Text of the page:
Tuesday, 11 March 2008

Introduction to Fusion Pt 1: What is it?

One of the new features of the recently released MapGuide Open Source 2.0.0 is the Fusion Framework (hereby known as Fusion). Anyone who has worked with the existing AJAX viewer would know about some of the following limitations:
  • The user interface is not very customisable. You are stuck with the 3 column layout.
  • There is a 1:1 relationship between the Web Layout (that defines the AJAX viewer interface) and the Map Definition. What this means is that you don't have the ability to switch between maps within the same AJAX viewer, without some server-side hackery with dynamically created Web Layouts.
  • You cannot programmatically manipulate the state of user interface elements (eg. Enabling/Disabling toolbar buttons)
  • It is hard to interface with the AJAX viewer from JavaScript. For example, to listen to a selection event in the AJAX viewer, you currently have to use ugly hacks, such as overriding the AJAX viewer methods with your own.
  • It uses frames, which are absolutely evil
Fusion effectively addresses all these problems by allowing:
  • Discrete separation of functionality and style.
  • Flexible, free-form layout of user interface elements.
  • Componentisation of application behaviour (via widgets)
  • Styling of user interface elements via CSS.
With Fusion, you can create some compelling web mapping applications both in terms of functionality and visual style (case in point: compare the existing AJAX viewer with the sample Fusion Templates that come with the MapGuide Open Source installation).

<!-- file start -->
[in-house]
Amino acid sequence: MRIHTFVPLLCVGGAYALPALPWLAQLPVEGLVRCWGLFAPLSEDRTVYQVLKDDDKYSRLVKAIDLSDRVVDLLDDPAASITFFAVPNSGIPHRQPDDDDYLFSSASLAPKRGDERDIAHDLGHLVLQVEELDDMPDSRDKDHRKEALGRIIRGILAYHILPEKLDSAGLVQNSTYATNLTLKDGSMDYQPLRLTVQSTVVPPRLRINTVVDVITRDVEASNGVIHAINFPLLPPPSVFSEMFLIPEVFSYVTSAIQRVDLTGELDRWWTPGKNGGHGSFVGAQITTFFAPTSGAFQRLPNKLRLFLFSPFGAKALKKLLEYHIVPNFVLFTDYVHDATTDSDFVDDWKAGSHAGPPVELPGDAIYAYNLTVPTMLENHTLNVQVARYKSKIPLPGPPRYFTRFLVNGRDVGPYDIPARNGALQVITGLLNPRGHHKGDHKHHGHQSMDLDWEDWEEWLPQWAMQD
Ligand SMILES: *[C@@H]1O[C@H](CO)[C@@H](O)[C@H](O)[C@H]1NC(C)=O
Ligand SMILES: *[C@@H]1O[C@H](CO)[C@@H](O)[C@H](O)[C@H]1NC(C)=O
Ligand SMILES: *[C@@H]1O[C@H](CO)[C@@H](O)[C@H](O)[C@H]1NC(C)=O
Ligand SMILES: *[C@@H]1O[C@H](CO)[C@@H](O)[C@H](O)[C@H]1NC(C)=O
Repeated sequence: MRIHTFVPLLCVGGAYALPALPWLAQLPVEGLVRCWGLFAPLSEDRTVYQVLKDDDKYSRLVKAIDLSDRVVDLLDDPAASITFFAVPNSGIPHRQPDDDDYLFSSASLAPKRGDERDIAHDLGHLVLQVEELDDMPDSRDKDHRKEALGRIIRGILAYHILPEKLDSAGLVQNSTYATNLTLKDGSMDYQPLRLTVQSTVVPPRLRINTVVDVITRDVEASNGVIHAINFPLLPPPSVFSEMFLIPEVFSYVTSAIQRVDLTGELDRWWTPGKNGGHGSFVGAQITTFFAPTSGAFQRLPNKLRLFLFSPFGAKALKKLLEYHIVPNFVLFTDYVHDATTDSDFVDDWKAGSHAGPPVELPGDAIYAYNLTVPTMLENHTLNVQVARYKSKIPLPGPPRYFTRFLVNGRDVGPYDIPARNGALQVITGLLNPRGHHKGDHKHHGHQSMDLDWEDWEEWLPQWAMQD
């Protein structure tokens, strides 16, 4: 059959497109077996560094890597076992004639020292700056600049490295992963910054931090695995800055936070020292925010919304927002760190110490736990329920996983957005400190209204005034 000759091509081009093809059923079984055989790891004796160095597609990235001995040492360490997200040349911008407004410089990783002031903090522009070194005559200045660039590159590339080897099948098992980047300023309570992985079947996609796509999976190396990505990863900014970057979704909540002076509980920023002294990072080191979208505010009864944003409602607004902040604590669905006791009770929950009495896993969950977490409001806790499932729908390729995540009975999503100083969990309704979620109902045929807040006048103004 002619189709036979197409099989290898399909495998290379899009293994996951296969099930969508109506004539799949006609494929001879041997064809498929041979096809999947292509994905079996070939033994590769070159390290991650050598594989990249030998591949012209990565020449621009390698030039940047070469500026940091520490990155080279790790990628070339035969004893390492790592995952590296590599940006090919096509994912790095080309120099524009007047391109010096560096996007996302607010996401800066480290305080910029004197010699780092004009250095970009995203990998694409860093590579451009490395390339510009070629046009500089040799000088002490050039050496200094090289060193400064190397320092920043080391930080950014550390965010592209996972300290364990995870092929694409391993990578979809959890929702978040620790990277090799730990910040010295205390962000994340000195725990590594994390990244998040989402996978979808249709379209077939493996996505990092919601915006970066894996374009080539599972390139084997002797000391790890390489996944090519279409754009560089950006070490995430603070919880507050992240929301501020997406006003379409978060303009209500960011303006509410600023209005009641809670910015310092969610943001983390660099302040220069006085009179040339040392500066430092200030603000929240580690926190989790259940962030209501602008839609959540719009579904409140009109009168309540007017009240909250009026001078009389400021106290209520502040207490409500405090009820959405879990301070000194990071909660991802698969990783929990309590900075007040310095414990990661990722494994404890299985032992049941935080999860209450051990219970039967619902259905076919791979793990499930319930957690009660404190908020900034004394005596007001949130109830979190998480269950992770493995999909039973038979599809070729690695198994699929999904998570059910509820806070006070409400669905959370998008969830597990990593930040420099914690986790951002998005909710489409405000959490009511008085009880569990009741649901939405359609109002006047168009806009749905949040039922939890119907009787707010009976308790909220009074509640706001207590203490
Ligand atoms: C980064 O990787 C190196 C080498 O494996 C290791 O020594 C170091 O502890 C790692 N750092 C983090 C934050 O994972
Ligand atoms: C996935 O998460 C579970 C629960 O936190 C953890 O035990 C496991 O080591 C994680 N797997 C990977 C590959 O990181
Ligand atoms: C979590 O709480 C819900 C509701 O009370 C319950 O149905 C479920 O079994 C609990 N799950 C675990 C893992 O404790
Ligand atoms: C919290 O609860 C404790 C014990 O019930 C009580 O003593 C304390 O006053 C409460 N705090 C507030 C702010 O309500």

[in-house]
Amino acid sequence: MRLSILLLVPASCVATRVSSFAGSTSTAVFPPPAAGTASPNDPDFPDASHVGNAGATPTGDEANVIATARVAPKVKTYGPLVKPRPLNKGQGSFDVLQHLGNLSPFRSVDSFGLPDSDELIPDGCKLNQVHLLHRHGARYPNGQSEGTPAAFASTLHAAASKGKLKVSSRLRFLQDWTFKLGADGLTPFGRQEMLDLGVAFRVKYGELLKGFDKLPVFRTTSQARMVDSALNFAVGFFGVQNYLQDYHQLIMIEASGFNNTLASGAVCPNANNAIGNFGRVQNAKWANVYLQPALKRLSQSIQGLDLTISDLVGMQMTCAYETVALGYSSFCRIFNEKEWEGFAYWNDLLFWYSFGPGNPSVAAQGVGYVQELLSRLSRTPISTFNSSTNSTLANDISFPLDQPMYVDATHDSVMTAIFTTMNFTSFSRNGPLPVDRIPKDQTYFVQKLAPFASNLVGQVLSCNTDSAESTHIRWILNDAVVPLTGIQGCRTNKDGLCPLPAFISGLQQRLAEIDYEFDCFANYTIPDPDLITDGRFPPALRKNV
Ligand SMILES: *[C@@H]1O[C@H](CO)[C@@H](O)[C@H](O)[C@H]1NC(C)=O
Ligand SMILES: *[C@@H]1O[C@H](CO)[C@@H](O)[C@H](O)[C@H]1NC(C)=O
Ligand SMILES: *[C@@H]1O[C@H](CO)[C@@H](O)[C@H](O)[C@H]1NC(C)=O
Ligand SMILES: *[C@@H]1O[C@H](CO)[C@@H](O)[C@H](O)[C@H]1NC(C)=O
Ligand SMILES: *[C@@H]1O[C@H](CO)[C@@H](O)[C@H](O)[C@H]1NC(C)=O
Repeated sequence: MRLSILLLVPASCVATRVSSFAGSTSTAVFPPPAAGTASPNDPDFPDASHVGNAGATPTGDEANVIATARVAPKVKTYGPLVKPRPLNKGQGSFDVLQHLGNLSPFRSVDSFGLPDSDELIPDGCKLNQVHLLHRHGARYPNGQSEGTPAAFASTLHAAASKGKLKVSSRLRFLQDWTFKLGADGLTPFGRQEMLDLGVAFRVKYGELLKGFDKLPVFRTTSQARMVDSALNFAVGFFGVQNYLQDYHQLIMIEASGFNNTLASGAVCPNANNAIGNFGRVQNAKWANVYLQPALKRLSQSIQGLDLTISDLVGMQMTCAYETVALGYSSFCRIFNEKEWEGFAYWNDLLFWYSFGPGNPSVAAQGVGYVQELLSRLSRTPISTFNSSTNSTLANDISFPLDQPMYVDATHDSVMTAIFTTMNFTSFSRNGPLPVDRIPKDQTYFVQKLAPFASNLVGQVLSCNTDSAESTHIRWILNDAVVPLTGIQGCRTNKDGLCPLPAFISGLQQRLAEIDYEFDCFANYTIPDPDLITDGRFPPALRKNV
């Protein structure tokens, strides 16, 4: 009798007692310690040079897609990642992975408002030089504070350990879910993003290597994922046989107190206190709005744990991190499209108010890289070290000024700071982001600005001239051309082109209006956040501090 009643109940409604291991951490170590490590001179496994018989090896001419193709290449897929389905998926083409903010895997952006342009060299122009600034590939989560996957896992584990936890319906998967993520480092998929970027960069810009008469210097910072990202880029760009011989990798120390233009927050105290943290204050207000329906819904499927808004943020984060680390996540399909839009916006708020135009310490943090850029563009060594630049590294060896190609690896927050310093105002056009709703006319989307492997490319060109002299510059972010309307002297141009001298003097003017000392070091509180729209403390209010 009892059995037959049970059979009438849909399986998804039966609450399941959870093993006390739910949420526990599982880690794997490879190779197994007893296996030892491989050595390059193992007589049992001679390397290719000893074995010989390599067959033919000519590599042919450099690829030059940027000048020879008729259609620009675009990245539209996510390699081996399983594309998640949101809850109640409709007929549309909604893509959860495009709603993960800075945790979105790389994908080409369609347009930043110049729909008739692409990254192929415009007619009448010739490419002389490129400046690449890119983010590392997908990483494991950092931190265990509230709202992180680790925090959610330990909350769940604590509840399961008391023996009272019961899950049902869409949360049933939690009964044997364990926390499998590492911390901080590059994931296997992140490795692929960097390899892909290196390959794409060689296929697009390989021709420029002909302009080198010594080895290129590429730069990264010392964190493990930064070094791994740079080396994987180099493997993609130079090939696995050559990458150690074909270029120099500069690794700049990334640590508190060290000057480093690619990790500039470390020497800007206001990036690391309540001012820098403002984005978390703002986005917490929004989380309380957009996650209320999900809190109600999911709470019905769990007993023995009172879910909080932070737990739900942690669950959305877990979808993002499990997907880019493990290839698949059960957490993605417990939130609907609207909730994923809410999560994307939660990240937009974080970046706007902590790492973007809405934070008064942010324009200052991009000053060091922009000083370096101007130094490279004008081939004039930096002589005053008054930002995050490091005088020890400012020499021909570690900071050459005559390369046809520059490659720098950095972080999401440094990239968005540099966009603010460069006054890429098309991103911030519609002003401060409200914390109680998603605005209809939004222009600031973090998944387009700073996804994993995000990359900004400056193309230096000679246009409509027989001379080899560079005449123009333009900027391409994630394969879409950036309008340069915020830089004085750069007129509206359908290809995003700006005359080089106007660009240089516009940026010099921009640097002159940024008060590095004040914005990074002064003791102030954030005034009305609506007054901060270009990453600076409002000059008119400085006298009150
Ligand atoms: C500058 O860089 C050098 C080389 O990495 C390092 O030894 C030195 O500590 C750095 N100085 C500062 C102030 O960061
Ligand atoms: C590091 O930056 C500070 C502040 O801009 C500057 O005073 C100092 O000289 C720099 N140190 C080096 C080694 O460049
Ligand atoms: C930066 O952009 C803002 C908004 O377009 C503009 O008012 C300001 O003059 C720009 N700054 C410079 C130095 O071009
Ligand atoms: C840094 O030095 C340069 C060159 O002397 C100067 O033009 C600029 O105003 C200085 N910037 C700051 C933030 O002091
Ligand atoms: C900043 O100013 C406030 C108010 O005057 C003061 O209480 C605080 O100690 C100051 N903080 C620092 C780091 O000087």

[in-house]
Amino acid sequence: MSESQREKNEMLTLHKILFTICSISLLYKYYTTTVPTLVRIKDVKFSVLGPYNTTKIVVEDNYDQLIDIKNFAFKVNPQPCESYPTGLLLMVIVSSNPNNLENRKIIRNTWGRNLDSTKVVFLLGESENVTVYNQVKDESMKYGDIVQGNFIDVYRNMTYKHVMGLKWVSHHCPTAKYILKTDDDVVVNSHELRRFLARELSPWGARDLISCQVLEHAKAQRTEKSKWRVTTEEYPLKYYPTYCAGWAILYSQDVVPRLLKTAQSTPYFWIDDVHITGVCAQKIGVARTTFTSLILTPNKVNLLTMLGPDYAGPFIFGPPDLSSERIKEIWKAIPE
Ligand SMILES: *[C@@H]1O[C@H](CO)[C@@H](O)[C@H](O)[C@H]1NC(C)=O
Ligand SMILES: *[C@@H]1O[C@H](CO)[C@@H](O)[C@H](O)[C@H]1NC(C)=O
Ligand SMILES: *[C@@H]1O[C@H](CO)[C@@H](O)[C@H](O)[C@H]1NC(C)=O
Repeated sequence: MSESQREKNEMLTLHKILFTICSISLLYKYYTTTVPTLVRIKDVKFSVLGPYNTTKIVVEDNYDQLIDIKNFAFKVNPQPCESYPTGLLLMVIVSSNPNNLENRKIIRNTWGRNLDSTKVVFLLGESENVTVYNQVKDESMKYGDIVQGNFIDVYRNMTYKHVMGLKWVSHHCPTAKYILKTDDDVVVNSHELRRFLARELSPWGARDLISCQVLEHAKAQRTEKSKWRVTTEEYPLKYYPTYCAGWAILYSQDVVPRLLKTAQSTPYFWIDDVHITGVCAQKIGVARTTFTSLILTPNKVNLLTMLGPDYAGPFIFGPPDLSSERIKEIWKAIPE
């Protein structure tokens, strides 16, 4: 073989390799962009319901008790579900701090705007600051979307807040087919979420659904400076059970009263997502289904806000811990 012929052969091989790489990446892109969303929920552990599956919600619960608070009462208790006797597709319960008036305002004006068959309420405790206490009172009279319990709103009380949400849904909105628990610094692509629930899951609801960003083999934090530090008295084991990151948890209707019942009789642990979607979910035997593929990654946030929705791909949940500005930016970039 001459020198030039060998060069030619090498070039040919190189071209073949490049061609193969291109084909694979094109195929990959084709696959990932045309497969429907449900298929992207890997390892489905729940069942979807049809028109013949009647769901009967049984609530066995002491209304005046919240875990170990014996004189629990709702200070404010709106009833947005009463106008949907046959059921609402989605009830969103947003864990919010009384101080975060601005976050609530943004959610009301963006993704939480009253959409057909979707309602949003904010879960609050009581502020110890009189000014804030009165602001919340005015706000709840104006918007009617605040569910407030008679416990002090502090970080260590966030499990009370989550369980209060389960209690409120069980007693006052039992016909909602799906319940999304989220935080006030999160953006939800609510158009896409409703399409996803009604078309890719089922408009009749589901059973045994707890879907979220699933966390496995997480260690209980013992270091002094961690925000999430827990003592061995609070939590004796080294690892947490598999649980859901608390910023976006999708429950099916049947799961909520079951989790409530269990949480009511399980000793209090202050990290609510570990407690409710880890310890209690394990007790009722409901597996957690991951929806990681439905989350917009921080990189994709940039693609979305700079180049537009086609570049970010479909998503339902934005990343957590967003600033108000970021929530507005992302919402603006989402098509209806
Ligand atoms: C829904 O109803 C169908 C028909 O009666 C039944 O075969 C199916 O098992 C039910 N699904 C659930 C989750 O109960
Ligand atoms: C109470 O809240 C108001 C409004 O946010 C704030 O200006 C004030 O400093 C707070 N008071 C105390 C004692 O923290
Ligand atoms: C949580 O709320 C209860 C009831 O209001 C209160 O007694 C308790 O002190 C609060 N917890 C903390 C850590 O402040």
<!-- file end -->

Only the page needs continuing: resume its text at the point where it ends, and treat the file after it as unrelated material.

Also, the widget-based approach allows a non-developer to quickly assemble a mapping application by choosing a Fusion template, and adding in the desired functionality via widgets. Fusion already comes bundled with lots of widgets covering many common functionalities and tasks (zoom, pan, buffer, measure, map switching, attribute browsing, and much more)

The architecture of the framework lends itself to clean separation of roles. Designers can focus on the design (templates), and developers can focus on the behaviour (widgets).

One of the (small) problems now with Fusion is the reliance on PHP to provide the required server-side behaviour for some of the Fusion widgets. Hopefully in the future, there will be complementary asp.net and java versions available.

As the title indicates, this will be the first of many posts I'll be writing about the Fusion Framework. Stay tuned.

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